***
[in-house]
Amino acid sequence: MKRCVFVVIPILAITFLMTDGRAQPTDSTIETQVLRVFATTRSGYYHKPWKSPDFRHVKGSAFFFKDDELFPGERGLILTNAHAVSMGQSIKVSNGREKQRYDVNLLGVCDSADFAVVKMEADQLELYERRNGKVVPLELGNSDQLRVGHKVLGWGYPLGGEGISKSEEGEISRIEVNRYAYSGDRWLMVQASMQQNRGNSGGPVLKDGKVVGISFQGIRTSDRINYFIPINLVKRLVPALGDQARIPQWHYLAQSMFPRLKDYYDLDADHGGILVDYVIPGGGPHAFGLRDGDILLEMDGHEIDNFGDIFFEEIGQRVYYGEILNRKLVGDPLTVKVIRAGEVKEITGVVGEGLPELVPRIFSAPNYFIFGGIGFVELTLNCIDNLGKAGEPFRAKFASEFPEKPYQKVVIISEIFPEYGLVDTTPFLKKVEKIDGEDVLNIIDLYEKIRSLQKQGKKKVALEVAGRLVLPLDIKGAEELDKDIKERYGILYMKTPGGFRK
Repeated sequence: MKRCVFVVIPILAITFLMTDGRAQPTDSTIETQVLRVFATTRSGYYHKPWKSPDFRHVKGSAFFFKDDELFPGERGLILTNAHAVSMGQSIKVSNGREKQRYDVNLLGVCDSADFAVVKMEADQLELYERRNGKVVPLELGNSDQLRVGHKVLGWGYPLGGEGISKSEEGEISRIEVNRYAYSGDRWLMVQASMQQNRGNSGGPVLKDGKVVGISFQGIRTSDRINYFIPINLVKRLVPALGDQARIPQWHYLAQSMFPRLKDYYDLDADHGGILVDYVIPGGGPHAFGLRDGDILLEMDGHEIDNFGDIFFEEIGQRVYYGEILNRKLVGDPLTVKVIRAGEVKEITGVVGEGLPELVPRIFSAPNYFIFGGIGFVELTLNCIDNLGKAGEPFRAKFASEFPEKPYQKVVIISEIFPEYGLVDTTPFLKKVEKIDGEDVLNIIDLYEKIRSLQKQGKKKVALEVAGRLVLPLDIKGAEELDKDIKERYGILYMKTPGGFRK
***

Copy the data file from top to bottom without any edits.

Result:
[in-house]
Amino acid sequence: MKRCVFVVIPILAITFLMTDGRAQPTDSTIETQVLRVFATTRSGYYHKPWKSPDFRHVKGSAFFFKDDELFPGERGLILTNAHAVSMGQSIKVSNGREKQRYDVNLLGVCDSADFAVVKMEADQLELYERRNGKVVPLELGNSDQLRVGHKVLGWGYPLGGEGISKSEEGEISRIEVNRYAYSGDRWLMVQASMQQNRGNSGGPVLKDGKVVGISFQGIRTSDRINYFIPINLVKRLVPALGDQARIPQWHYLAQSMFPRLKDYYDLDADHGGILVDYVIPGGGPHAFGLRDGDILLEMDGHEIDNFGDIFFEEIGQRVYYGEILNRKLVGDPLTVKVIRAGEVKEITGVVGEGLPELVPRIFSAPNYFIFGGIGFVELTLNCIDNLGKAGEPFRAKFASEFPEKPYQKVVIISEIFPEYGLVDTTPFLKKVEKIDGEDVLNIIDLYEKIRSLQKQGKKKVALEVAGRLVLPLDIKGAEELDKDIKERYGILYMKTPGGFRK
Repeated sequence: MKRCVFVVIPILAITFLMTDGRAQPTDSTIETQVLRVFATTRSGYYHKPWKSPDFRHVKGSAFFFKDDELFPGERGLILTNAHAVSMGQSIKVSNGREKQRYDVNLLGVCDSADFAVVKMEADQLELYERRNGKVVPLELGNSDQLRVGHKVLGWGYPLGGEGISKSEEGEISRIEVNRYAYSGDRWLMVQASMQQNRGNSGGPVLKDGKVVGISFQGIRTSDRINYFIPINLVKRLVPALGDQARIPQWHYLAQSMFPRLKDYYDLDADHGGILVDYVIPGGGPHAFGLRDGDILLEMDGHEIDNFGDIFFEEIGQRVYYGEILNRKLVGDPLTVKVIRAGEVKEITGVVGEGLPELVPRIFSAPNYFIFGGIGFVELTLNCIDNLGKAGEPFRAKFASEFPEKPYQKVVIISEIFPEYGLVDTTPFLKKVEKIDGEDVLNIIDLYEKIRSLQKQGKKKVALEVAGRLVLPLDIKGAEELDKDIKERYGILYMKTPGGFRK